Staunton, October 23 – Vladimir Pozner, a Russian commentator who grew up in the United States in the 1930s and 1940s and has US as well as Russian citizenship, says that people in the West feared Joseph Stalin but did not hate him and did not view him as the monster he was. Now, however, people in Western countries do hate Vladimir Putin.
In the course of a lengthy interview with Lithuania’s Delfi news agency on the state of media and public life in Russia and the West, Pozner says that he “well remembers” how people in Western countries viewed Stalin, someone “much more horrible than Putin” (ru.delfi.lt/news/live/vladimir-pozner-v-intervyu-delfi-stalina-na-zapade-boyalis-a-putina-nenavidyat.d?id=82594607).
People in the West were afraid of Stalin to be sure, “but there was no hatred. He wasn’t presented as a monster in the ways that Putin is.” The reasons for this change, Pozner says, lie in the collapse of journalistic objectivity and the transformation of much of the media into propaganda.
When people form their opinions about another country or the leader of another country, they do so on the basis of what the media says; and if the media is not objective, their opinions won’t be either if they lose the skepticism about what is reported there, the Russian commentator says.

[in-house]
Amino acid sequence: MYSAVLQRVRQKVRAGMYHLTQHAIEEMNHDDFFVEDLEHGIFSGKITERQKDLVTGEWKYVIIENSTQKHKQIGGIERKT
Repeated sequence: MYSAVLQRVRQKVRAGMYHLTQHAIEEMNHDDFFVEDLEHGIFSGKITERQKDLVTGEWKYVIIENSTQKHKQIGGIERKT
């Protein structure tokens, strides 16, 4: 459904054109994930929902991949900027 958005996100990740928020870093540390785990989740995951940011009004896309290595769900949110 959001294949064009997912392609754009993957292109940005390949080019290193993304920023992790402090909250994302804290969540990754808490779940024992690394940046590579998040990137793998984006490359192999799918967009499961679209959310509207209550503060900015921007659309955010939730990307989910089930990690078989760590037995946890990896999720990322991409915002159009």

At the same time, Pozner continues, “one must not say that Americans hate Russia. They equate Russia with Putin. And Americans aren’t the only ones who do that. They transfer their attitudes toward Putin to Russians in general.” Something similar but to a much lesser degree happens in Russia as well, regarding Trump and the US.
The difference reflects two things, the journalist says. On the one hand, “in Russia, hatred of Trump isn’t cultivated.” He is criticized but not presented as a monster. And on the other, Russians, because of their experiences, are more skeptical about what the media report than Americans are about what theirs do.
In short, Russians are less gullible than Americans. But “that is the only difference,” Pozner concludes.